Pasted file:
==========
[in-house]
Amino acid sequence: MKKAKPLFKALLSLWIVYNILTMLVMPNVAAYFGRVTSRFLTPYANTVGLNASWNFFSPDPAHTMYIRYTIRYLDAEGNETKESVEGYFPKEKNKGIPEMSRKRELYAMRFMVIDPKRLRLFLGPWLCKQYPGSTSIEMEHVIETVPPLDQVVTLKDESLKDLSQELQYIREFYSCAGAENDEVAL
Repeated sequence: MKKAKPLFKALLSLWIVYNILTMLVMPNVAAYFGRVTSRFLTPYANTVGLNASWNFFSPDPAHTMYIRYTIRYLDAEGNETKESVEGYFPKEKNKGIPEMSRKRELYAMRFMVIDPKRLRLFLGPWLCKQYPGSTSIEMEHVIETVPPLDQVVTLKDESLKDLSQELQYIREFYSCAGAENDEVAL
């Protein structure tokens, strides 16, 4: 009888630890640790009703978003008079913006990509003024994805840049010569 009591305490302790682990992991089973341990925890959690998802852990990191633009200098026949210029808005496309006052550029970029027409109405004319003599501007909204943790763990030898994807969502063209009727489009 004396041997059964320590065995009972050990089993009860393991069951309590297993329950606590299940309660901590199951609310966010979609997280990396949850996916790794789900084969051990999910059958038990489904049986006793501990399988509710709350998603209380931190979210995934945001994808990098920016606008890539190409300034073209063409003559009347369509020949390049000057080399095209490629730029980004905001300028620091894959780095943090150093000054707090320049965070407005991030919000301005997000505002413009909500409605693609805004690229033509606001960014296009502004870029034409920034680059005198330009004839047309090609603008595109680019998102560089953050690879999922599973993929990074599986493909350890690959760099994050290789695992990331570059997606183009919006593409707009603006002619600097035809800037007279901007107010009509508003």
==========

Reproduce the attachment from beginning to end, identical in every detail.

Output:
[in-house]
Amino acid sequence: MKKAKPLFKALLSLWIVYNILTMLVMPNVAAYFGRVTSRFLTPYANTVGLNASWNFFSPDPAHTMYIRYTIRYLDAEGNETKESVEGYFPKEKNKGIPEMSRKRELYAMRFMVIDPKRLRLFLGPWLCKQYPGSTSIEMEHVIETVPPLDQVVTLKDESLKDLSQELQYIREFYSCAGAENDEVAL
Repeated sequence: MKKAKPLFKALLSLWIVYNILTMLVMPNVAAYFGRVTSRFLTPYANTVGLNASWNFFSPDPAHTMYIRYTIRYLDAEGNETKESVEGYFPKEKNKGIPEMSRKRELYAMRFMVIDPKRLRLFLGPWLCKQYPGSTSIEMEHVIETVPPLDQVVTLKDESLKDLSQELQYIREFYSCAGAENDEVAL
């Protein structure tokens, strides 16, 4: 009888630890640790009703978003008079913006990509003024994805840049010569 009591305490302790682990992991089973341990925890959690998802852990990191633009200098026949210029808005496309006052550029970029027409109405004319003599501007909204943790763990030898994807969502063209009727489009 004396041997059964320590065995009972050990089993009860393991069951309590297993329950606590299940309660901590199951609310966010979609997280990396949850996916790794789900084969051990999910059958038990489904049986006793501990399988509710709350998603209380931190979210995934945001994808990098920016606008890539190409300034073209063409003559009347369509020949390049000057080399095209490629730029980004905001300028620091894959780095943090150093000054707090320049965070407005991030919000301005997000505002413009909500409605693609805004690229033509606001960014296009502004870029034409920034680059005198330009004839047309090609603008595109680019998102560089953050690879999922599973993929990074599986493909350890690959760099994050290789695992990331570059997606183009919006593409707009603006002619600097035809800037007279901007107010009509508003």